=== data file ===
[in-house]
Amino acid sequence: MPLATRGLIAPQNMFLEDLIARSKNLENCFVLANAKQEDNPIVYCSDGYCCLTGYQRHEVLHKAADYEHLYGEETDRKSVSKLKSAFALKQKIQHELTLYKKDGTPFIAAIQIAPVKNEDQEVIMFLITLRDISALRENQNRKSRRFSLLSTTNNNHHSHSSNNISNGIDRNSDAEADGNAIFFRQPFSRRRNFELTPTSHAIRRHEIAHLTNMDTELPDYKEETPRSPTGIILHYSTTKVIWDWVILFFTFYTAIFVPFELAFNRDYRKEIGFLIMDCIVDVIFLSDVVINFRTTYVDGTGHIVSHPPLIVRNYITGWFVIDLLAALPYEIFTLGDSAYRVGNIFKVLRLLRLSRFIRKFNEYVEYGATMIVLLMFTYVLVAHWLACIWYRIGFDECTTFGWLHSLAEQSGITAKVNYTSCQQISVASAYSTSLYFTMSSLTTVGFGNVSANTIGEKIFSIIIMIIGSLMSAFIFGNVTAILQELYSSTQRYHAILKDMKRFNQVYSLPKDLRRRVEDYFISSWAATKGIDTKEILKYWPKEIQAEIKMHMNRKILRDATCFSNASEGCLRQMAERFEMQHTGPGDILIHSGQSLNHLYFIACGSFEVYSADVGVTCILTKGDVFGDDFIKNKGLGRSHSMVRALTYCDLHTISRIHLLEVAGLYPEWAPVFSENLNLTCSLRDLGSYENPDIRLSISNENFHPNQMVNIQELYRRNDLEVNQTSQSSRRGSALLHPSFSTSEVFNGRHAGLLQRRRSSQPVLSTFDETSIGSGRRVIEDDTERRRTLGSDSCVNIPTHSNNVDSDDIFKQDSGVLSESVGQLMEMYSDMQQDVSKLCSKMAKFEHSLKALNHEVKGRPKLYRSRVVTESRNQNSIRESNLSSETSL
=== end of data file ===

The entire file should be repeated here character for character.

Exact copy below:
[in-house]
Amino acid sequence: MPLATRGLIAPQNMFLEDLIARSKNLENCFVLANAKQEDNPIVYCSDGYCCLTGYQRHEVLHKAADYEHLYGEETDRKSVSKLKSAFALKQKIQHELTLYKKDGTPFIAAIQIAPVKNEDQEVIMFLITLRDISALRENQNRKSRRFSLLSTTNNNHHSHSSNNISNGIDRNSDAEADGNAIFFRQPFSRRRNFELTPTSHAIRRHEIAHLTNMDTELPDYKEETPRSPTGIILHYSTTKVIWDWVILFFTFYTAIFVPFELAFNRDYRKEIGFLIMDCIVDVIFLSDVVINFRTTYVDGTGHIVSHPPLIVRNYITGWFVIDLLAALPYEIFTLGDSAYRVGNIFKVLRLLRLSRFIRKFNEYVEYGATMIVLLMFTYVLVAHWLACIWYRIGFDECTTFGWLHSLAEQSGITAKVNYTSCQQISVASAYSTSLYFTMSSLTTVGFGNVSANTIGEKIFSIIIMIIGSLMSAFIFGNVTAILQELYSSTQRYHAILKDMKRFNQVYSLPKDLRRRVEDYFISSWAATKGIDTKEILKYWPKEIQAEIKMHMNRKILRDATCFSNASEGCLRQMAERFEMQHTGPGDILIHSGQSLNHLYFIACGSFEVYSADVGVTCILTKGDVFGDDFIKNKGLGRSHSMVRALTYCDLHTISRIHLLEVAGLYPEWAPVFSENLNLTCSLRDLGSYENPDIRLSISNENFHPNQMVNIQELYRRNDLEVNQTSQSSRRGSALLHPSFSTSEVFNGRHAGLLQRRRSSQPVLSTFDETSIGSGRRVIEDDTERRRTLGSDSCVNIPTHSNNVDSDDIFKQDSGVLSESVGQLMEMYSDMQQDVSKLCSKMAKFEHSLKALNHEVKGRPKLYRSRVVTESRNQNSIRESNLSSETSL